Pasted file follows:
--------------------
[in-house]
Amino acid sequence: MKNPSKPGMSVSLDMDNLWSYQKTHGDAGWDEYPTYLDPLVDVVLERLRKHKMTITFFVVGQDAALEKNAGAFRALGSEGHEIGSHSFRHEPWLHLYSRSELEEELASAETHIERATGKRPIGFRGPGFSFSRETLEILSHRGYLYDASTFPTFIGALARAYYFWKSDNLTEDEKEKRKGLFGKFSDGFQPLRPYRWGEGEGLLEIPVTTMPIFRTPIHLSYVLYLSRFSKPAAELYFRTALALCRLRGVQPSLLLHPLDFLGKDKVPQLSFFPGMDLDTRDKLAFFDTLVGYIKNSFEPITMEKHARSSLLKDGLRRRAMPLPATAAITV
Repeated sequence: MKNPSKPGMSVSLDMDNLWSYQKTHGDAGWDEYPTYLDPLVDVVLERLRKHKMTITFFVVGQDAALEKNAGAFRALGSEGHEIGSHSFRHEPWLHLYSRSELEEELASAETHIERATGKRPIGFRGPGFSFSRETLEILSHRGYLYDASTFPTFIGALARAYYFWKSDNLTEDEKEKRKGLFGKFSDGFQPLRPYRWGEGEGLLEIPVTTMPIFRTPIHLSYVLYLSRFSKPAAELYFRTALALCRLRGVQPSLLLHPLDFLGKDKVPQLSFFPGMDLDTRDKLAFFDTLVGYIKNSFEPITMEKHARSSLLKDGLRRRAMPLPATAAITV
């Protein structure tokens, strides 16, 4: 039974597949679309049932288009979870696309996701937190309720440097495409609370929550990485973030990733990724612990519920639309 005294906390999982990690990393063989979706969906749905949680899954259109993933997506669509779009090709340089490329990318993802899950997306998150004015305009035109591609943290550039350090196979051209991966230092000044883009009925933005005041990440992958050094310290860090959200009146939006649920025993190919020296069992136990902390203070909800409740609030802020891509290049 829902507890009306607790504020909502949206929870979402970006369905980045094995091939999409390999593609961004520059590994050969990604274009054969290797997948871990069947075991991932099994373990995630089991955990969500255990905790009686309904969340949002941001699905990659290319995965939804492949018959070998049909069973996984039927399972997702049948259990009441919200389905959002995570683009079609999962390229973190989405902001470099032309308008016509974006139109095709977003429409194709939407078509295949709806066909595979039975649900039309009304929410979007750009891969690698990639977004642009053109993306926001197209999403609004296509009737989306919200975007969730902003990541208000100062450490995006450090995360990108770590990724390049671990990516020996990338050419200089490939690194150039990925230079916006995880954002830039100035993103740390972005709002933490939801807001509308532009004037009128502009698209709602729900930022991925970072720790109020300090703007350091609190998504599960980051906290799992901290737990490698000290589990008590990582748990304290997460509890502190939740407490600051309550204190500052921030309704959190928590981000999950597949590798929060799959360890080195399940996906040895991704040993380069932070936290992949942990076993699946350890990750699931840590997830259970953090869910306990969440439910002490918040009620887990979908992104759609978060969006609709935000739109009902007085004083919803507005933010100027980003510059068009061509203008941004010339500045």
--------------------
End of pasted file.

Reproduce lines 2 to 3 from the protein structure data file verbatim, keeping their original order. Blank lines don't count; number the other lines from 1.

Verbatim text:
Amino acid sequence: MKNPSKPGMSVSLDMDNLWSYQKTHGDAGWDEYPTYLDPLVDVVLERLRKHKMTITFFVVGQDAALEKNAGAFRALGSEGHEIGSHSFRHEPWLHLYSRSELEEELASAETHIERATGKRPIGFRGPGFSFSRETLEILSHRGYLYDASTFPTFIGALARAYYFWKSDNLTEDEKEKRKGLFGKFSDGFQPLRPYRWGEGEGLLEIPVTTMPIFRTPIHLSYVLYLSRFSKPAAELYFRTALALCRLRGVQPSLLLHPLDFLGKDKVPQLSFFPGMDLDTRDKLAFFDTLVGYIKNSFEPITMEKHARSSLLKDGLRRRAMPLPATAAITV
Repeated sequence: MKNPSKPGMSVSLDMDNLWSYQKTHGDAGWDEYPTYLDPLVDVVLERLRKHKMTITFFVVGQDAALEKNAGAFRALGSEGHEIGSHSFRHEPWLHLYSRSELEEELASAETHIERATGKRPIGFRGPGFSFSRETLEILSHRGYLYDASTFPTFIGALARAYYFWKSDNLTEDEKEKRKGLFGKFSDGFQPLRPYRWGEGEGLLEIPVTTMPIFRTPIHLSYVLYLSRFSKPAAELYFRTALALCRLRGVQPSLLLHPLDFLGKDKVPQLSFFPGMDLDTRDKLAFFDTLVGYIKNSFEPITMEKHARSSLLKDGLRRRAMPLPATAAITV